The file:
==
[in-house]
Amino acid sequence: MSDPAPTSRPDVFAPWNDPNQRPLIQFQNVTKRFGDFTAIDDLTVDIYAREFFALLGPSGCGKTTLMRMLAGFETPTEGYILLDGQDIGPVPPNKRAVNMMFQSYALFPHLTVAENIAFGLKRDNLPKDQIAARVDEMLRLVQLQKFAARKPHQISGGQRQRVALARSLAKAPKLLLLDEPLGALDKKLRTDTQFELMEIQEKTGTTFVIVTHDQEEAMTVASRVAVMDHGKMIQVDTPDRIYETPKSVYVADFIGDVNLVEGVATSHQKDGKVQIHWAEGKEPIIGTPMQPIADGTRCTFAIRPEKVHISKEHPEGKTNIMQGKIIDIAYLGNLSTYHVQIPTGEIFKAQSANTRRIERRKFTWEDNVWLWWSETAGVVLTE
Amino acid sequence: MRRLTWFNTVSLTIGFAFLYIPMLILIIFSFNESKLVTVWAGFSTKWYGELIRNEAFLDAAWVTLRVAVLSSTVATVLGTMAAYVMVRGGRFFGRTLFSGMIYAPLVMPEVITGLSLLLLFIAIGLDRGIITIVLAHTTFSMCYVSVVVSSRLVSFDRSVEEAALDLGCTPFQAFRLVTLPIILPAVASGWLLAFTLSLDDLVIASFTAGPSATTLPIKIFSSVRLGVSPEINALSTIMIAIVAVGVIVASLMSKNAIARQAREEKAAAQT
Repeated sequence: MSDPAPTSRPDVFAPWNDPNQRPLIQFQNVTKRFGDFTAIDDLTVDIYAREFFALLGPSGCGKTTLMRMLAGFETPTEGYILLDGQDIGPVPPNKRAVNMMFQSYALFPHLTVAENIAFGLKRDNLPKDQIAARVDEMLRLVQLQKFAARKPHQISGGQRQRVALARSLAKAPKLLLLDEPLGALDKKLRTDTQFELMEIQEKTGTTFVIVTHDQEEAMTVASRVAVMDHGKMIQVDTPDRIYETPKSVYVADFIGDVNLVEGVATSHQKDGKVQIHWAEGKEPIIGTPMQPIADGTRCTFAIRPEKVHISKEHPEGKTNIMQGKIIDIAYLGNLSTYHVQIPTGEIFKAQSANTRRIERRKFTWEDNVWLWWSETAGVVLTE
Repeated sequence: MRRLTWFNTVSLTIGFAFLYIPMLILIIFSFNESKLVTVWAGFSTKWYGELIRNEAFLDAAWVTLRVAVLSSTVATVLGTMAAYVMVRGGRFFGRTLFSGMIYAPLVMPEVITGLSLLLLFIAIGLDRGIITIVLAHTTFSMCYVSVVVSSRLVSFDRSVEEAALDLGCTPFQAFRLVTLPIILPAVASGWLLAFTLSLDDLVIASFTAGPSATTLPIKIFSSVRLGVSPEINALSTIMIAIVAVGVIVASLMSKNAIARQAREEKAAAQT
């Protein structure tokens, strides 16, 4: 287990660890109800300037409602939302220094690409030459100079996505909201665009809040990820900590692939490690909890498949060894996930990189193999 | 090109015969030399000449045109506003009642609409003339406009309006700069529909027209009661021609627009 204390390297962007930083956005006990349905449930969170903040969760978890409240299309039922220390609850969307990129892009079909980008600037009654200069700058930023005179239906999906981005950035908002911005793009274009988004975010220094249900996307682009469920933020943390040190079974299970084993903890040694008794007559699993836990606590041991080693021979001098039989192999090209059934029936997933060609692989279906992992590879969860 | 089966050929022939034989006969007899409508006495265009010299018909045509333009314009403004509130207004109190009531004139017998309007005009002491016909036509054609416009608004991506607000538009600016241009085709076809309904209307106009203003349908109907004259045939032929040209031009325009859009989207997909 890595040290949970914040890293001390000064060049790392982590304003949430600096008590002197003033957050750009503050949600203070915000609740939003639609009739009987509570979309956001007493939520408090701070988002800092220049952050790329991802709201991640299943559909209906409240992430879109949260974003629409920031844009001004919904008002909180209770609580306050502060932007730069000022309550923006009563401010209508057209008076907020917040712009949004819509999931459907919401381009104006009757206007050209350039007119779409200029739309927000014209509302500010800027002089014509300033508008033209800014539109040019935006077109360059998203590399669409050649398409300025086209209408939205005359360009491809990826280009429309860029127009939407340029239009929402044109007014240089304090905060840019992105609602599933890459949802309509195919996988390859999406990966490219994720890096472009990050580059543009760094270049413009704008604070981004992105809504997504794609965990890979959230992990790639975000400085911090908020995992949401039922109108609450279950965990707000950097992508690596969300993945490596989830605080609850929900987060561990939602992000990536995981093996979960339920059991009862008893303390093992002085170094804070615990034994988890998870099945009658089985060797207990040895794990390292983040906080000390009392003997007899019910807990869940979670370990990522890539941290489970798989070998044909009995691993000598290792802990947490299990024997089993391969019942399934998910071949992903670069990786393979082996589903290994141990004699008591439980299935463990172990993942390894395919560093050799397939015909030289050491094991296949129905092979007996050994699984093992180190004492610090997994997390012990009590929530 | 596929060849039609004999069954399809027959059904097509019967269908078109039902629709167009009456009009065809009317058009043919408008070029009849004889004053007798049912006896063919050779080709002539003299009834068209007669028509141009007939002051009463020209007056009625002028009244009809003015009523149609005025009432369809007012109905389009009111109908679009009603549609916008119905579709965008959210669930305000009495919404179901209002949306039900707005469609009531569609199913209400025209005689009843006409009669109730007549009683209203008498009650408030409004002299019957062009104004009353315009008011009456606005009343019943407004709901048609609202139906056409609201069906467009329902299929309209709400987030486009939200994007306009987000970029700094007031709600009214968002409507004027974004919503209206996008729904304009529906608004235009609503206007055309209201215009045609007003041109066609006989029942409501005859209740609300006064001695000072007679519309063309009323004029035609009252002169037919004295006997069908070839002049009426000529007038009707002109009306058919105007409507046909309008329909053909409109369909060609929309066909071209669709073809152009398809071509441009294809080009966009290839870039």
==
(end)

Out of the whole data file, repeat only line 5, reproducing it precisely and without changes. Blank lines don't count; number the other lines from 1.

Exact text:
Repeated sequence: MRRLTWFNTVSLTIGFAFLYIPMLILIIFSFNESKLVTVWAGFSTKWYGELIRNEAFLDAAWVTLRVAVLSSTVATVLGTMAAYVMVRGGRFFGRTLFSGMIYAPLVMPEVITGLSLLLLFIAIGLDRGIITIVLAHTTFSMCYVSVVVSSRLVSFDRSVEEAALDLGCTPFQAFRLVTLPIILPAVASGWLLAFTLSLDDLVIASFTAGPSATTLPIKIFSSVRLGVSPEINALSTIMIAIVAVGVIVASLMSKNAIARQAREEKAAAQT